I slowly pick up the apple and orange in my hands. A corn muffin has fallen to the ground, so I snatch it up. Jericho is watching me without a word. Finally, he turns and strides back to the other soldiers.
I eat the corn muffin first. It’s dry but I scarcely notice. Then I eat the apple–all of it. I tuck the orange into my hidden pocket to save for later. I’ve never eaten an orange and I want to savor it. Arian had eaten a piece of one once. His father had found an orange thrown into the pigs’ slop one morning and he had snatched it up. I remember seeing the orange juice drip off of Arian’s fingers and I had wanted to lick them just so I could experience what the orange tasted like.
I relax against the tree and close my eyes to rest my body.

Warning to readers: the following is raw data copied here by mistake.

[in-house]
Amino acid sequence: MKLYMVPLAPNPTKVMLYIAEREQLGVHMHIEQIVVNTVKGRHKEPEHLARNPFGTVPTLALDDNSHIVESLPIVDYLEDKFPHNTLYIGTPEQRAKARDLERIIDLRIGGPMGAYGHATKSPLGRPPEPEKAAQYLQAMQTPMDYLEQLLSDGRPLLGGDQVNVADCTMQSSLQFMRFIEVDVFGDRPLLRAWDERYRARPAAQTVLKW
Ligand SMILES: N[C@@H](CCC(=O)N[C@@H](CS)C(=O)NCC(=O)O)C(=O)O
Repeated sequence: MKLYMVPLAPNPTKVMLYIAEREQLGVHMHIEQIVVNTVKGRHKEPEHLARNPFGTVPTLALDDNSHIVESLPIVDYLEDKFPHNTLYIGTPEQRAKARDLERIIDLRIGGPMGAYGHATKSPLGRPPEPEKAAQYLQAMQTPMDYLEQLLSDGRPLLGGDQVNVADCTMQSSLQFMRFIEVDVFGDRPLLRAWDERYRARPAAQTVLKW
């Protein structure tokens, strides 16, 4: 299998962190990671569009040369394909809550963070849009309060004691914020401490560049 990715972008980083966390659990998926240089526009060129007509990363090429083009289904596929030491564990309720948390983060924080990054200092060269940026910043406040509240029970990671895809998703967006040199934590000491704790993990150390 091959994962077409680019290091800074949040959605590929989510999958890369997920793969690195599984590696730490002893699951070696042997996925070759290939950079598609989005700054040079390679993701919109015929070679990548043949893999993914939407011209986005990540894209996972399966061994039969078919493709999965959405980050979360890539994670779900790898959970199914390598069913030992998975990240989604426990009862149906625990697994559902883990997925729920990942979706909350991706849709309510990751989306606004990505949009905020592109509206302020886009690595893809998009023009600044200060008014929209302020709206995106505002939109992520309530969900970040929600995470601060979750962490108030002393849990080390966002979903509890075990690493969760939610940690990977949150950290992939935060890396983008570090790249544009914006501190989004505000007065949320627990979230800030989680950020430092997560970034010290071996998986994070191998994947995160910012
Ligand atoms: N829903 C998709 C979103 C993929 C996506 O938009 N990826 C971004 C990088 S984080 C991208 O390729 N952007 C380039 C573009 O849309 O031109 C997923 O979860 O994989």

I feel the first drops of rain about an hour later. I had fallen asleep and was dreaming about food when the wetness hit my face. The soldiers had spent the hour erecting large tarps for shelter. I move from the tree to the wagons and crawl under one just as the first crack of lightening moves across the sky in the distance.
The rain beats down upon the wagon so I am forced to move into the center to try to stay dry. Not even the wagon can provide much shelter for too long. Soon, the water soaks up the dry ground to where I lay shivering. A puddle has already formed around the outside of the wagon and is growing.
I force myself to crawl through the puddles under the wagon. I need to find shelter elsewhere. The loud boom of thunder seems to shake the earth beneath my feet. The onslaught of rain is pounding me so hard that I can barely breathe.
Before I can move, I feel a rough hand on my shoulder and I am pushed to one of the large tarps. It is Jericho, providing me his shelter from the rain. The boy–the royal–is the only other one in this tarp. He is lying on a cot, reading a book by the light of a candle. He looks up when I enter.
I am dripping wet and shivering. Jericho throws a thick blanket to me and I nod gratefully. I wrap it around my body and sink to the floor of the entrance. I’m just happy to get out of the rain.